The Carburetor Shop LLC

204 East 15th Street

Eldon, Missouri 65026


Home  |  History  |  F.A.Q.  |  Orders  |  Contact Us  |  SELL TO US

Carburetors  |  Repair Kits  |  Other Parts  |  Literature  |  Tools  |  Articles  |  Troubleshooting  |  Carburetor Identification

Passenger Kits  |  Truck Kits  |  Tractor Kits  |  Industrial Kits  |  Marine Kits  |  Multi-carb set-ups

Car Comics  |  Car Records  |  Stamps and Coins  |  Car Trading Cards  |  Subscription Cards  |  Oakland and Pontiac


Carter AFB tuning tips


Since everyone who works on AFB carburetors knows all there is to know concerning tuning the step-up rods, springs, and main metering jets; I will not bore you with explaining these. This article is directed at some of the less-understood tunable facets of the AFB, plus a couple of tips.


This article is concerned only with genuine Carter AFB carburetors. None of the imitations, regardless of what name may be on them, are considered here.


We offer probably the world’s largest selection of parts for genuine Carter AFB carburetors.


Accelerator pump  |  accelerator pump link  |  auxiliary airvalve  |  idle air circuit  |  step-up rods interchangeability


The accelerator pump

There are four variables in tuning the AFB accelerator pump circuit. These are:

(1) The diameter of the accelerator pump
(2) The length and articulation of the accelerator pump
(3) The mass of the pump discharge valve
(4) The diameter of the pump discharge nozzles

While other companies found the need for multiple accelerator pumps, Carter simply changed the operating volume of the pump squirt.

Carter used four different diameter accelerator pumps on the various AFB carburetors: 9/16, 5/8, 11/16, and 3/4 inch. Additionally, Carter used a number of different lengths of pumps. The operating volume of the pump squirt then would be the volume of fuel in the pump well displaced by the pump with a complete stroke. Obviously, changing either the diameter of the pump well or the length of the stroke would alter the operating volume.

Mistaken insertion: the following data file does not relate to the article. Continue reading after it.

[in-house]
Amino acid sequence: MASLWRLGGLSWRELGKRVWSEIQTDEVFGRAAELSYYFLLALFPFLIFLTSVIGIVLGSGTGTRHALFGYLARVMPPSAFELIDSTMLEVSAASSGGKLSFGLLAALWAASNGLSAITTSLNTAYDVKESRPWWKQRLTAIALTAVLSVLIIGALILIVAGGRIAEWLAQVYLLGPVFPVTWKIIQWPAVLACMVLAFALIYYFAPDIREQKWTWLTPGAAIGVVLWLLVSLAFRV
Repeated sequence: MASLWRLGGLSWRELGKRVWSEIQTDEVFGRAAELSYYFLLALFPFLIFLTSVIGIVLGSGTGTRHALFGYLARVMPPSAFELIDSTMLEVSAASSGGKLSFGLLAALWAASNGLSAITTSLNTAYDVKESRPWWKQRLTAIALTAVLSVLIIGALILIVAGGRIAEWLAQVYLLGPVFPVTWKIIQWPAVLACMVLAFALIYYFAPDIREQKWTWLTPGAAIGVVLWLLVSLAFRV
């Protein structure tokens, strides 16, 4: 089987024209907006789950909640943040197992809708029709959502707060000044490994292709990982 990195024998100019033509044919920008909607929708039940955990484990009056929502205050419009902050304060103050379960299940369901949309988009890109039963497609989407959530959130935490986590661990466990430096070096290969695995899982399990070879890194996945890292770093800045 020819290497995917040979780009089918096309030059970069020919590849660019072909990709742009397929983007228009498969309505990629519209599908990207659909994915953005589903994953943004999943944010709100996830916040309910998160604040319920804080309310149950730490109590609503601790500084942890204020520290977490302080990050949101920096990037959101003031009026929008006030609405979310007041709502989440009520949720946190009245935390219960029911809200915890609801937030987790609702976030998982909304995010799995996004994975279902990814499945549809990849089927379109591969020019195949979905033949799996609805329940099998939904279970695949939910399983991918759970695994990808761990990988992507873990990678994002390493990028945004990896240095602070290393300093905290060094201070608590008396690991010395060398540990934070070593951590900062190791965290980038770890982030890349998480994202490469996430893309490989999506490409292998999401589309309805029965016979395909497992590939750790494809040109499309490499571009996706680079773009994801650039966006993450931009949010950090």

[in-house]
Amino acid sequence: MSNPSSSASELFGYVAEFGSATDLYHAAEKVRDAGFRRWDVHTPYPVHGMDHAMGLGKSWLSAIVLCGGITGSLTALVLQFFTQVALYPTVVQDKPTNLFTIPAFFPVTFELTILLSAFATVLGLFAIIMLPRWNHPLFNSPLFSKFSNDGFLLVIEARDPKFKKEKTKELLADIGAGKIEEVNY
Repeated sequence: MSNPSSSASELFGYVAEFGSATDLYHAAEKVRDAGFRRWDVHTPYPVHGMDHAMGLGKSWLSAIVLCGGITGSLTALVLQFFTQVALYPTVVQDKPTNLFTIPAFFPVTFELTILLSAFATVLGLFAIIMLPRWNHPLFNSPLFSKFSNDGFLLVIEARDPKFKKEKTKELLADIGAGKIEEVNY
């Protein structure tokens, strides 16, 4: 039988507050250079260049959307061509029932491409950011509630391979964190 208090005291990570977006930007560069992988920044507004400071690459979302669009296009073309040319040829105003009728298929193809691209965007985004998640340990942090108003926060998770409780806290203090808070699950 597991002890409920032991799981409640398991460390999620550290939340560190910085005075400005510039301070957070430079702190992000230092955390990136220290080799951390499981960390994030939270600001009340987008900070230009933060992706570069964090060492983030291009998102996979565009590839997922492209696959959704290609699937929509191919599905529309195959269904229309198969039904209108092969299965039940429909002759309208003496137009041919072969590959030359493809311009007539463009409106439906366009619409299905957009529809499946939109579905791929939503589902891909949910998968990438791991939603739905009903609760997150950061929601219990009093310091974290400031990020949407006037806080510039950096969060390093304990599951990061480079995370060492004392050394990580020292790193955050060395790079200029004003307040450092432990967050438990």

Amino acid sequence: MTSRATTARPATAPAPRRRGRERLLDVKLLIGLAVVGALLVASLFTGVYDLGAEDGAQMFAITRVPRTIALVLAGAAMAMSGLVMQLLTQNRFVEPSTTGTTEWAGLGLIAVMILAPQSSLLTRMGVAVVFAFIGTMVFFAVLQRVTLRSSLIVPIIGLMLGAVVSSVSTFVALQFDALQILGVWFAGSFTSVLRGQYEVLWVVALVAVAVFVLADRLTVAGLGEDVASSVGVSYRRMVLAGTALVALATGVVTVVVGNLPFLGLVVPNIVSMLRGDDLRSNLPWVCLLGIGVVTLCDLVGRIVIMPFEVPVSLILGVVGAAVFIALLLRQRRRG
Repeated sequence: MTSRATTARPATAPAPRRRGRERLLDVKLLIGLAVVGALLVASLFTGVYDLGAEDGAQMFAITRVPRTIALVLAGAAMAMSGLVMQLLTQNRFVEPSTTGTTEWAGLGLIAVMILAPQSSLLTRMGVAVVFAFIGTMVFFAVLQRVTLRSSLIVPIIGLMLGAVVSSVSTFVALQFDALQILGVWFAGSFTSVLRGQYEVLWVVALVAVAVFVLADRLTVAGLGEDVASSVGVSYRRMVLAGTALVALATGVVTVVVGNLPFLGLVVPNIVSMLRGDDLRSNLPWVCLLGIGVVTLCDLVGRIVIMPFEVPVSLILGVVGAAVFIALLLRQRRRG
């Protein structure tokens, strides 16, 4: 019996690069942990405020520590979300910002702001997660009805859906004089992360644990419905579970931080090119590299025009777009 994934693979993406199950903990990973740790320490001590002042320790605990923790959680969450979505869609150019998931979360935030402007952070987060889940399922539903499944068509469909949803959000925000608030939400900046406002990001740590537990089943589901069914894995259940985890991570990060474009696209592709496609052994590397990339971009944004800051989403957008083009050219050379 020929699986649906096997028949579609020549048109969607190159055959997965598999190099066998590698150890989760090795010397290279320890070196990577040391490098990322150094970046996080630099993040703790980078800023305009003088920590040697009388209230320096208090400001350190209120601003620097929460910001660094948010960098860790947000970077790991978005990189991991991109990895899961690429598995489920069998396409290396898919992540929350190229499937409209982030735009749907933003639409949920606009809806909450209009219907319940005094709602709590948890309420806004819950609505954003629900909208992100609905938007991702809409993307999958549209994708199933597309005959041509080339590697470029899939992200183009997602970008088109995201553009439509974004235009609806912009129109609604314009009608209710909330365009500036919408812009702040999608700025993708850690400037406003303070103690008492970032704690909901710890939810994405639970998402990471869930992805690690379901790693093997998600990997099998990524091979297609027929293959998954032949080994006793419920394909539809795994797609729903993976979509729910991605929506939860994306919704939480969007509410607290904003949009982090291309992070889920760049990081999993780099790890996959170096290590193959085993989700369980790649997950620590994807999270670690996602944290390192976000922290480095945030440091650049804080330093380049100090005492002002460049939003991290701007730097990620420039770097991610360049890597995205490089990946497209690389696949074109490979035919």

Back when accelerator pumps could be purchased individually, a few racers would bore the accelerator pump well to accommodate a larger diameter pump. We still occasionally use this trick when preparing an original carburetor for racing. We also inform the owner which kit to purchase in the future that will contain the proper pump. Generally, the pump volume can be controlled by the use of a shorter pump. When installing a shorter pump, it is important to remember that the pump MUST be in lower portion of the pump cylinder that is below the taper.

The duration (time) of the pump squirt is controlled by the diameter of the pump discharge nozzles.

The last variable is virtually always left alone. The mass of the pump discharge valve will effect (in milliseconds) how soon the fuel from the pump actually enters the venturi once the pump is actuated. Carter used an aluminum ball, a steel ball, and several different lengths of square brass needles. Each of these valves would have a different mass. The trick is to make the mass sufficiently large such that the valve is not lifted from its seat by low pressure in the pump discharge nozzle; but small enough that it will move almost immediately with pump actuation.


Pump link installation.

This is the little "S" shaped link that connects the accelerator pump rocker arm to the accelerator pump.

The link is constructed with a bend in the middle.

When properly installed, the link will resemble the letter "S" if viewed from the front, NOT a reverse "S".

If viewed from the throttle side of the carburetor, when the lower portion of the link is vertical, the upper portion will be leaning toward the rear of the carburetor.

I know a picture is better, but my digital camera works best outside, and the temperature is less than optimal.

Installing the link backwards will result in the necessity of much greater pressure to depress the footfeed, and also premature failure of the accelerator pump.

The auxiliary airvalve

One of the least understood issues of tuning the Carter
AFB is the importance of the auxiliary airvalve.

Carter supplied many different airvalves in their various
AFB carburetors. Since most do not have a ready supply of airvalves, and they are not readily available, the easiest way to tune this variable is START WITH THE PROPER CARBURETOR FOR THE APPLICATION!